A HELLS ANGELS KINGPIN AT CENTRE OF STING
Cambridge Entrepreneur, Others Arrested; $1.5-Million Worth Of Cocaine Is Seized
CAMBRIDGE, ONT. -- As snow and wind whipped across Waterloo International Airport's runway yesterday morning, a Hells Angels kingpin was bundled aboard an OPP aircraft in handcuffs and flown to Thunder Bay -- which police say is the hub of an Angels-orchestrated cocaine distribution network that has supplied Northern Ontario for years.
The early-morning arrest of entrepreneur Andre Watteel, former president of the Angels' Kitchener chapter and long a local fixture in sleepy Cambridge, was part of a wave of arrests that encompasses dozens of charges from Montreal to Calgary.
Dishevelled after being roused from his comfortable, ranch-style home on the outskirts of town, Mr. Watteel appeared perplexed as he was led from a Waterloo Regional Police cruiser into the Swiss-built Pilatus PC-12 for the two-hour trip north, his feet shackled to the aircraft floor.
"Who's the photo guy?" he asked as he shielded his face from a camera.
Arrest warrants were issued for 22 other people, including four full-patch members of Thunder Bay's small Hells Angels chapter. Some suspects were still being sought last night, but all five bikers were behind bars.
Cocaine worth an estimated $1.5-million was also seized, together with handguns, rifles and about $100,000 in cash.
More unusual, the alleged network was brought down after the successful infiltration of the Thunder Bay Hells Angels by a police agent who spent nearly two years undercover.
How did he gain their trust?
"It was a simple fact of having something they wanted -- a commodity," said a source within Ontario's biker enforcement unit, a joint forces group led by the Ontario Provincial Police. "We provided them with that commodity. This shows that these guys are not untouchable; they are not beyond infiltration."
Wiretaps were also deployed.
Details of the police operation -- dubbed Project Husky and aided by the RCMP, Thunder Bay police, OPP and the Surete du Quebec -- are to be announced in Thunder Bay this morning.
Mr. Watteel, 53, is not accused of any drug offences; the four charges he faces involve fraud and stolen property.
He was flown to Thunder Bay to be formally charged because it was alleged that midway through the cocaine investigation, it became apparent that the city's Hells Angels were involved in property transactions.
Cocaine, however, was the focus of yesterday's raids. The police source said the fact that Thunder Bay was the base of the alleged trafficking operation, five years after the Angels expanded into Ontario from Quebec, was a sign of the times.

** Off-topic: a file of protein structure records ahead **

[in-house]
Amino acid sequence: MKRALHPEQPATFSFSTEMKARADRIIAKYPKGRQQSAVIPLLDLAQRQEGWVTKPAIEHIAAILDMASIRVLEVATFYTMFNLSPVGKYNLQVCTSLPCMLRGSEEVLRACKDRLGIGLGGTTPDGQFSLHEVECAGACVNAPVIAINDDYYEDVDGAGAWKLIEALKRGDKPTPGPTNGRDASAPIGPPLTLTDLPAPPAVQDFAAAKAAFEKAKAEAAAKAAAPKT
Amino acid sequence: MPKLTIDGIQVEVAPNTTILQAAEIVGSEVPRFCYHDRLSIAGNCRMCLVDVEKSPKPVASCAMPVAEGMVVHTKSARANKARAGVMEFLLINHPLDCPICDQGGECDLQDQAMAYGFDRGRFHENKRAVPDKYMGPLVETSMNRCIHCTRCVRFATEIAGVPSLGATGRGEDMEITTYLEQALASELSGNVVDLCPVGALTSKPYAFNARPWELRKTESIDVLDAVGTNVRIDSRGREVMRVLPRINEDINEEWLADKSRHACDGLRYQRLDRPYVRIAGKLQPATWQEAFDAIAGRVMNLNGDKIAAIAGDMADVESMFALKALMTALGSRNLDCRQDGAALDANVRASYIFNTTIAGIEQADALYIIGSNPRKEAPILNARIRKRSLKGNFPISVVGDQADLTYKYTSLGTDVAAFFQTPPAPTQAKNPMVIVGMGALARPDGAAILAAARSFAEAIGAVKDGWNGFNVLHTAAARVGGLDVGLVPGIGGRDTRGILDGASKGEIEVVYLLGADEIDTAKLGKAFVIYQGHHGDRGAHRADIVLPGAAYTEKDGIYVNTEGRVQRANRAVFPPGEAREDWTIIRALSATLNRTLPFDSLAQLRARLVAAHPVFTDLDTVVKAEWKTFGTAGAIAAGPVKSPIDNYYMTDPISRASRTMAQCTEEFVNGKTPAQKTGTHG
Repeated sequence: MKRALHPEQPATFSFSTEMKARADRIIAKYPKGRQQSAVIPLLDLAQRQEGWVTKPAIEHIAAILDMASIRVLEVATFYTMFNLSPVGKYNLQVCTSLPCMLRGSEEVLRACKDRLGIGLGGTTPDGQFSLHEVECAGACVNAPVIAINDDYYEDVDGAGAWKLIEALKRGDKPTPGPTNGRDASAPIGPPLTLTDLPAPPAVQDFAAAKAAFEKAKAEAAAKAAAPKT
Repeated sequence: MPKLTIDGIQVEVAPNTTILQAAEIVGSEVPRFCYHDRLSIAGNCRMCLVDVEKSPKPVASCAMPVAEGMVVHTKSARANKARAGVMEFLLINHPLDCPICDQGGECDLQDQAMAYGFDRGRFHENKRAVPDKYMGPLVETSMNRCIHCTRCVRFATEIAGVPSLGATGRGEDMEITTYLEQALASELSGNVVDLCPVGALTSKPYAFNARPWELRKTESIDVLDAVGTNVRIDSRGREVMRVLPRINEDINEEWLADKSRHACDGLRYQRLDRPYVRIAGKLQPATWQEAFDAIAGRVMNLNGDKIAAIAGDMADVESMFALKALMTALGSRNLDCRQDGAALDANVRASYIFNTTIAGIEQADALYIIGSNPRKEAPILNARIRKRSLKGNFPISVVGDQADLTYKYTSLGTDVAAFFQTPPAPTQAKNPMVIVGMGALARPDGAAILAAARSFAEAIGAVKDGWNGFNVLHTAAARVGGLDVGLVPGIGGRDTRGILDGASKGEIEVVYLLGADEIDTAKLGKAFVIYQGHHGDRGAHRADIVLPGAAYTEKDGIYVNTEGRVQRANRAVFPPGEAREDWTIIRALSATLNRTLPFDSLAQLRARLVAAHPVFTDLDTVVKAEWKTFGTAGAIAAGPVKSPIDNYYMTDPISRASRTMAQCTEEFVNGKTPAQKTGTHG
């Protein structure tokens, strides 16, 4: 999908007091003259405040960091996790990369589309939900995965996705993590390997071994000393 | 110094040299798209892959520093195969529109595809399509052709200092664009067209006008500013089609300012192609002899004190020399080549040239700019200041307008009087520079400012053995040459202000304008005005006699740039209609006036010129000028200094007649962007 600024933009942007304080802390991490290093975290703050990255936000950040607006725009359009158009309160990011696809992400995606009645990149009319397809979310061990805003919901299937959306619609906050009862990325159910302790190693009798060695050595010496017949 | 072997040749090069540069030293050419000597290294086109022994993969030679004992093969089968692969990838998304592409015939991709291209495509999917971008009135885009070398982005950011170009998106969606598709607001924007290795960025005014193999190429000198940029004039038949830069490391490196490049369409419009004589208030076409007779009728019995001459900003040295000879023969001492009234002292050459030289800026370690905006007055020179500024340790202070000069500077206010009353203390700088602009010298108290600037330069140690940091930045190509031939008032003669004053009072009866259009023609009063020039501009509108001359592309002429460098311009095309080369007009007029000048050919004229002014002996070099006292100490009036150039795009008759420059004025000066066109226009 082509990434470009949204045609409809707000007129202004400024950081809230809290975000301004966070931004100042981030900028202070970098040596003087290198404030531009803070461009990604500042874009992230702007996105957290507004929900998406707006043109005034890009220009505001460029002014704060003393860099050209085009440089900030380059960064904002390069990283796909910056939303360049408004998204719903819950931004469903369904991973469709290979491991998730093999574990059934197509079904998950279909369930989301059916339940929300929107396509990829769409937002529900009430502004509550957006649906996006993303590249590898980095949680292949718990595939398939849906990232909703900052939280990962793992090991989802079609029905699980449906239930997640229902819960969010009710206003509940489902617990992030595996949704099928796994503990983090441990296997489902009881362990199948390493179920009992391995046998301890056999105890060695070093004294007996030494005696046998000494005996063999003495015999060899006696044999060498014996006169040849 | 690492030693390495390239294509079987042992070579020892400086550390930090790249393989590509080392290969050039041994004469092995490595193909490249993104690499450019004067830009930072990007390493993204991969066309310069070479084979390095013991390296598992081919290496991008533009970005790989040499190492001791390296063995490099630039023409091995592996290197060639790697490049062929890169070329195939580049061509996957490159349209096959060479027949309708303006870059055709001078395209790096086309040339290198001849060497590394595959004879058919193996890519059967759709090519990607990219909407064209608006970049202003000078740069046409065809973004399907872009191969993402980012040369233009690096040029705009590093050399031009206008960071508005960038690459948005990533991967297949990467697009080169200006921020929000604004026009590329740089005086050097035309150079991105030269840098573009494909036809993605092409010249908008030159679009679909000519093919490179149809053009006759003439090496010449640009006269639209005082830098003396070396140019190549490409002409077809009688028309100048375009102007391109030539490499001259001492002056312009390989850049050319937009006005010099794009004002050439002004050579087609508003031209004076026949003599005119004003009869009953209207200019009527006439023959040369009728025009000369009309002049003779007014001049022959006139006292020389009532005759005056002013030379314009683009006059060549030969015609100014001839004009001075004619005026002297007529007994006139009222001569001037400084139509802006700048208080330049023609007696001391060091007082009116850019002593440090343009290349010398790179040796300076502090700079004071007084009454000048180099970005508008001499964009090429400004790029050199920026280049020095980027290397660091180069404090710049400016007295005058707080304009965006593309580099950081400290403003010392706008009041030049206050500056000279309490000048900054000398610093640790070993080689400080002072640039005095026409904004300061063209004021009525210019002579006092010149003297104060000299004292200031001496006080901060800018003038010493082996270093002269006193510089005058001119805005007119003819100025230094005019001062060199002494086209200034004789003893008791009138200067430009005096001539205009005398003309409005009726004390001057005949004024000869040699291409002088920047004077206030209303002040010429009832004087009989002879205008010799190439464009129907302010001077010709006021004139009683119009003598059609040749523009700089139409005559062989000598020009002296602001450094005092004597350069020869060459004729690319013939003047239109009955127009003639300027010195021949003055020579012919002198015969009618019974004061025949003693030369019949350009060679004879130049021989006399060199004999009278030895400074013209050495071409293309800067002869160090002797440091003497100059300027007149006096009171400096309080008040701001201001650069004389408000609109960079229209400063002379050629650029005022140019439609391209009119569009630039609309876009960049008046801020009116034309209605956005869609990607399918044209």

"The Hells Angels have been increasing their influence throughout Northern Ontario -- something that historically we have not seen," the source said. "So this is significant because it will cause substantial disruption to the cocaine trade in the north."
Word of the arrests spread quickly, and the Hells Angels announced it on their website.
"We've had a lot of calls from lawyers already, with people wanting to turn themselves in," the source said.
Organized-crime charges have also been laid, but they do not name the Hells Angels. Rather, the charges simply target instances where three or more people were alleged to have worked together to sell drugs.
In the charges, the non-Angels are not described as "associates," which denotes a specific status within the organization. Instead, they are, for the most part, described as drug sellers who worked in conjunction with the Angels rather than being affiliated with them.
Mr. Watteel, by contrast, has been a full-fledged Hells Angel since he and fellow Satan's Choice bikers "patched over" to the Angels in an elaborate ritual at the end of 1999.
And despite the group's reputation, it might come as a surprise to Cambridge and Kitchener residents that Mr. Watteel faces two counts of fraud, one count of possession of stolen property and one count of conspiracy to possess stolen property.
Along with his motorcycles, Mr. Watteel owns a restaurant and a bar in Cambridge and a string of residential properties.
Until recently, he was president of the 11-member Kitchener chapter of the Hells Angels. ( He was also at one time provincial secretary for the Ontario Hells Angels. )
But last year he was voted out, and since then has been a rank-and-file member, a local law-enforcement source said.
What has not changed, however, is Mr. Watteel's long-time image as a useful citizen -- a family man who sponsored minor sports teams, organized Cambridge's summer musical festival and provided turkey dinners for the needy at Christmas.
"From what I understand, they're business people," Cambridge Mayor Doug Craig said a couple of years ago of the Hells Angels.
2006, The Globe and Mail Company